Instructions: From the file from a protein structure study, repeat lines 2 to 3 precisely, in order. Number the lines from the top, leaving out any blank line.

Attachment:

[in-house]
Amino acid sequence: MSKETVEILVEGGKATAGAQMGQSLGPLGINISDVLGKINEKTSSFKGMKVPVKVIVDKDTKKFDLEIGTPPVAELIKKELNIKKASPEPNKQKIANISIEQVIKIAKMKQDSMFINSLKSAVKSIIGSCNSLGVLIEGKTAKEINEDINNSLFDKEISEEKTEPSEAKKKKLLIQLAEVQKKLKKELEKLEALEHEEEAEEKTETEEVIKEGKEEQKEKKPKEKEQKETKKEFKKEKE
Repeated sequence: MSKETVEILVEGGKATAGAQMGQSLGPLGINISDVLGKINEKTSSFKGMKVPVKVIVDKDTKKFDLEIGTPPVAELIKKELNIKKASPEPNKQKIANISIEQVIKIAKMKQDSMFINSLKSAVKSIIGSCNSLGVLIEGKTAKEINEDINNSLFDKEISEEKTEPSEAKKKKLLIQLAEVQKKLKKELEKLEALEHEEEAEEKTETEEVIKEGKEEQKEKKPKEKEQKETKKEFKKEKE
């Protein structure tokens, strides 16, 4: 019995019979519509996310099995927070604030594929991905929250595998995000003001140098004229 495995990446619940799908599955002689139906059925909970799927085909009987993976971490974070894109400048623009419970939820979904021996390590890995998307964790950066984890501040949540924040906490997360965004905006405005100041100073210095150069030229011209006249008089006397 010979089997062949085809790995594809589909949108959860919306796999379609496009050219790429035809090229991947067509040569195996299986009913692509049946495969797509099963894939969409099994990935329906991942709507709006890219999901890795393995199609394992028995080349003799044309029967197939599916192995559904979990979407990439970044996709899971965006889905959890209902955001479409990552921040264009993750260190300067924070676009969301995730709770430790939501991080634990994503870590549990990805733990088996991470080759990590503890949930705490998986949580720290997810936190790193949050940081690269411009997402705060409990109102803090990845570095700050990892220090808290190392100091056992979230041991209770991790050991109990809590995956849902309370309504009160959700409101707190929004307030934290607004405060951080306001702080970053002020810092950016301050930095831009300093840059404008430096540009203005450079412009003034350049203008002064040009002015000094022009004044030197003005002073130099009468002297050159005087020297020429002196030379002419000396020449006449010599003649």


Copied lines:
Amino acid sequence: MSKETVEILVEGGKATAGAQMGQSLGPLGINISDVLGKINEKTSSFKGMKVPVKVIVDKDTKKFDLEIGTPPVAELIKKELNIKKASPEPNKQKIANISIEQVIKIAKMKQDSMFINSLKSAVKSIIGSCNSLGVLIEGKTAKEINEDINNSLFDKEISEEKTEPSEAKKKKLLIQLAEVQKKLKKELEKLEALEHEEEAEEKTETEEVIKEGKEEQKEKKPKEKEQKETKKEFKKEKE
Repeated sequence: MSKETVEILVEGGKATAGAQMGQSLGPLGINISDVLGKINEKTSSFKGMKVPVKVIVDKDTKKFDLEIGTPPVAELIKKELNIKKASPEPNKQKIANISIEQVIKIAKMKQDSMFINSLKSAVKSIIGSCNSLGVLIEGKTAKEINEDINNSLFDKEISEEKTEPSEAKKKKLLIQLAEVQKKLKKELEKLEALEHEEEAEEKTETEEVIKEGKEEQKEKKPKEKEQKETKKEFKKEKE